National Defence QUEYSSAT supported payload set for launch tonight

Virgin Orbit Straight Up mission patch. Credit: Virgin Orbit.

Virgin Orbit’s scheduled launch of the “Straight Up” mission tonight includes the QUEYSSAT communications demonstration payload, a collaboration of the U.S. Air Force Research Laboratory and the Canadian Department of National Defence (DOD).

There is little information available on the QUEYSSAT small satellite and there is no mention of Canada’s participation on any Canadian government website. In a 2020 press release announcing a launch contract with VOX Space, a Virgin Orbit subsidiary, the U.S. Space and Missile Systems Center said the “experiment will demonstrate and quantify the potential to improve Earth-satellite quantum channel uplinks via adaptive optics, expand quantum network concepts and exploit this capability for defense applications.” A source informs SpaceQ the DOD contribution includes a quantum key distribution demonstration.

The QUEYSSAT satellite and mission should not be confused with the Canadian Space Agency supported QEYSSat satellite which is now scheduled for launch no earlier than 2024.

The Straight Up mission is for the United States Space Force’s STP-S28A mission. Along with the QUEYSSAT payload there are also four other payloads for the Department of Defense Space Test Program and two from NASA’s ELaNA program. The other payloads are;

  • Recurve – The Recurve satellite propels CubeSat technology forward by demonstrating adaptive radio frequency system capability from Low Earth Orbit, evaluating mesh network behavior across multiple nodes to route data wherever it needs to go.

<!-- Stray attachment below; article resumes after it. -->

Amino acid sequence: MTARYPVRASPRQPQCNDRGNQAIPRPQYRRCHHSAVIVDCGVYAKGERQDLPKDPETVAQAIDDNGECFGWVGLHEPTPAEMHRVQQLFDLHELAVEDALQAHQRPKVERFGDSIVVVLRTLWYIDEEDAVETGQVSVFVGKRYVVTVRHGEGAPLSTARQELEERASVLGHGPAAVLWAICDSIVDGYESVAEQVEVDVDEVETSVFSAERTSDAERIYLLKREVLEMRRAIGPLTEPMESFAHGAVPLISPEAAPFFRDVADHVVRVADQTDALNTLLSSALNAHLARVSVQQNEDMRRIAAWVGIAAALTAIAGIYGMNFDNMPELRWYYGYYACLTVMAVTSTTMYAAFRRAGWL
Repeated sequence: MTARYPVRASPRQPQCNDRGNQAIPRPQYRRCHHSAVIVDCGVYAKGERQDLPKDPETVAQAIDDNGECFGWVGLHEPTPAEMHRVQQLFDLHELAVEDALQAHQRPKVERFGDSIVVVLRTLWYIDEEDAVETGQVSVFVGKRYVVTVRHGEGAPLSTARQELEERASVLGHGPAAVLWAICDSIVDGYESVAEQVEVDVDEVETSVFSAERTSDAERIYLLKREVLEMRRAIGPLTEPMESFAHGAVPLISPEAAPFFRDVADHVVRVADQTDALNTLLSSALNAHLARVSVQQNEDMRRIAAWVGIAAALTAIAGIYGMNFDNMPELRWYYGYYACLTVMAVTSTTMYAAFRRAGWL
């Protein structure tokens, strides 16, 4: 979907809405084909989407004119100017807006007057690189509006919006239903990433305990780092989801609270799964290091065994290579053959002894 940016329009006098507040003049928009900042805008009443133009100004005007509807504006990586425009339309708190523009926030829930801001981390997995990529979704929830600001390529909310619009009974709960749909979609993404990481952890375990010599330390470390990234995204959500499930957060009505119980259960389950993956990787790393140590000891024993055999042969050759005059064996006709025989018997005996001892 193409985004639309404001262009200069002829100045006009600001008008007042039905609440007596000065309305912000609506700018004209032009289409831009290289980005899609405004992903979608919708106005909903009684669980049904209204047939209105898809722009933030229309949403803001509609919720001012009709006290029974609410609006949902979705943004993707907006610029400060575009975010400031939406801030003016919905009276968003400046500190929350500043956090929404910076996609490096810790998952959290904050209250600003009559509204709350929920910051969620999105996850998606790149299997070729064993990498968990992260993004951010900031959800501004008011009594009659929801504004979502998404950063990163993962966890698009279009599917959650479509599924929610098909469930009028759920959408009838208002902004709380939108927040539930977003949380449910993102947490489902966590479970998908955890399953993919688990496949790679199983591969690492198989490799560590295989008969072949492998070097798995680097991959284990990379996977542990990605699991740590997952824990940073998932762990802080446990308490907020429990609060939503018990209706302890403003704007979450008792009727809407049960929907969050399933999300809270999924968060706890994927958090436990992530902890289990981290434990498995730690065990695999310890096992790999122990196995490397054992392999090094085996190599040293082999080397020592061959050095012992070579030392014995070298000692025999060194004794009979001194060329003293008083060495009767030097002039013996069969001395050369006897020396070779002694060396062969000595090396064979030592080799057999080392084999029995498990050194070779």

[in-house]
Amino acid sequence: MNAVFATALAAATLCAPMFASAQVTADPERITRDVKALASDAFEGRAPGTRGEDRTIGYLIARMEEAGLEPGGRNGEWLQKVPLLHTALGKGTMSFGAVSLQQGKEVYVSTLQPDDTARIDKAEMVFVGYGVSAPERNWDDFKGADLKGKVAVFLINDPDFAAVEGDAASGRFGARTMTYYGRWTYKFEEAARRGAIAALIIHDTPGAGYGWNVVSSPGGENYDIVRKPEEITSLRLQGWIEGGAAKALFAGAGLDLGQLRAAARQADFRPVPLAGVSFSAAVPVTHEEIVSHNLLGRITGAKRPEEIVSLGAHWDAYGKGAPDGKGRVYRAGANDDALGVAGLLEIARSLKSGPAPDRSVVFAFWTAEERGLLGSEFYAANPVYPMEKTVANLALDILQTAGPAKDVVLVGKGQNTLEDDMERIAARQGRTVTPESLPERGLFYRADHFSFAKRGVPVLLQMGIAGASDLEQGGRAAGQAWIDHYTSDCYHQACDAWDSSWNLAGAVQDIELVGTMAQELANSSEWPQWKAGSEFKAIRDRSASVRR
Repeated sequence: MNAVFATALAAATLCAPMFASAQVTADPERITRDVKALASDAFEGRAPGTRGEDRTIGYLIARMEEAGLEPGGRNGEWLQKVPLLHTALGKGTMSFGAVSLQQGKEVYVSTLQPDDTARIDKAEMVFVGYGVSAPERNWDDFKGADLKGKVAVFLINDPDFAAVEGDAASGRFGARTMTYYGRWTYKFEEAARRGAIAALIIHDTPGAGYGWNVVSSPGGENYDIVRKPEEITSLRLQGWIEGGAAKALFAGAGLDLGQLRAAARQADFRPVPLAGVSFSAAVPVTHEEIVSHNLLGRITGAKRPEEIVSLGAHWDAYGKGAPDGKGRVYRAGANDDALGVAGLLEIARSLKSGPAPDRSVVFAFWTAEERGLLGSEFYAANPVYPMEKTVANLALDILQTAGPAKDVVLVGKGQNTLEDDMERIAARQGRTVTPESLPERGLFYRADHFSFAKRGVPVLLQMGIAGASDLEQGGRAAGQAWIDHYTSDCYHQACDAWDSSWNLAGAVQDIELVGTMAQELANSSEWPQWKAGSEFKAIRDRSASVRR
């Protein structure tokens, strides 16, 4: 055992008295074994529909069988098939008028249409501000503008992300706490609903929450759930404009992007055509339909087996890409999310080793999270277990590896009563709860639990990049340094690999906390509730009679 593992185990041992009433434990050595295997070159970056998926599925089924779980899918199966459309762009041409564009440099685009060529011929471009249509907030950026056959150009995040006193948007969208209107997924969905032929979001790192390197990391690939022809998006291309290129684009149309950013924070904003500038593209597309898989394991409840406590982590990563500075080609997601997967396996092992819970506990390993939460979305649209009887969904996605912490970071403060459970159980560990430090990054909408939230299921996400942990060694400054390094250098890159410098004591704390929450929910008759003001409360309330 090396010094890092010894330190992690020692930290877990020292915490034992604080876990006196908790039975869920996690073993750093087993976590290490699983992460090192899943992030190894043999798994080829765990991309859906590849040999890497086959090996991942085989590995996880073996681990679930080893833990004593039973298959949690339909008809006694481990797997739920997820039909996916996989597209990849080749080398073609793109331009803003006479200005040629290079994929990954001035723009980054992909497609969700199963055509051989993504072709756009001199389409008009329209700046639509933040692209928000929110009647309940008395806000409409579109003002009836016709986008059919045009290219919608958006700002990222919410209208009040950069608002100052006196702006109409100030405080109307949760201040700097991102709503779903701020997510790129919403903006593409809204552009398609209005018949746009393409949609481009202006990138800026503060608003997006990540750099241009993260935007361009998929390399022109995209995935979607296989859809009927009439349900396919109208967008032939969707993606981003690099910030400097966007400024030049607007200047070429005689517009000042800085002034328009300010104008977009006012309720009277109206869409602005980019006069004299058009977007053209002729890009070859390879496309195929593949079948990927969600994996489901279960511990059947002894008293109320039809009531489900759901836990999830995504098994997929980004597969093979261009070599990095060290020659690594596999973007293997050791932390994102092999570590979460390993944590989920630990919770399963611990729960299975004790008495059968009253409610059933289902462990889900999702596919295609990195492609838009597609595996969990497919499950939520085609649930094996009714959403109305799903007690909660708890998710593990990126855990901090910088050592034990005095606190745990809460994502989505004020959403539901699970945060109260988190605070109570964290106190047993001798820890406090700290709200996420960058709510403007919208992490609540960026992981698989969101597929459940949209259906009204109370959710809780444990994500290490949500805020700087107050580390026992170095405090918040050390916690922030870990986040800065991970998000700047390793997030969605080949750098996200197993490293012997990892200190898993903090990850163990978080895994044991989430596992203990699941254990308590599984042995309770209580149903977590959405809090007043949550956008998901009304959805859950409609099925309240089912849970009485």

• Slingshot 1 – This CubeSat will advance on-orbit experiments using modular & autonomous technologies on next-gen satellite systems with SatCat5, a data interface which implements Ethernet-type communication between payloads using low power serial communications.
  • NACHOS-2 – NACHOS-2 will allow scientists to detect, map, and quantify Earth’s trace gasses more easily, which is critical for volcanology and climate change research.
  • MISR-B – The MISR-B payload we’ll be taking to space includes 2 major sections––host satellite avionics & the payload bay. They’ll demonstrate two-way communications with ground devices and experiment with methods for the DOD to leverage SmallSat capabilities.
  • NASA Langley GPX 2 – GPX2 will use commercial-off-the-shelf differential global positioning systems to demonstrate autonomous, close-proximity operations for small satellites in orbit, such as flying in formation or docking. If successful, this could help reduce costs and greatly simplify in-orbit operations.
  • NASA supported University of Colorado at Boulder CTIM FD – The Compact Total Irradiance Monitor-Flight Demonstration (CTIM FD) will spend one year in orbit, measuring total solar irradiance (TSI) – data that describes the amount of incident solar radiation that reaches the Earth from the Sun. These levels impact local weather conditions as well as global climate change. The flight demonstration will show whether small satellites are as effective at measuring TSI as the larger, space-based remote sensors in use currently.

The target orbit for the mission “is approximately 500 km above the Earth’s surface at a 45-degree inclination.”

June 30, 2022 UPDATE – We’ve edited the story with some new information on the DND payload. As well, the launch was postponed due to an issue in fuel temperature. No new date for the launch has been set but it could just be a few days delay.

About Marc Boucher

Boucher is an entrepreneur, writer, editor & publisher. He is the founder of SpaceQ Media Inc. and CEO and co-founder of SpaceRef Interactive LLC. Boucher has 20+ years working in various roles in the space industry and a total of 30 years as a technology entrepreneur including creating Maple Square, Canada's first internet directory and search engine.

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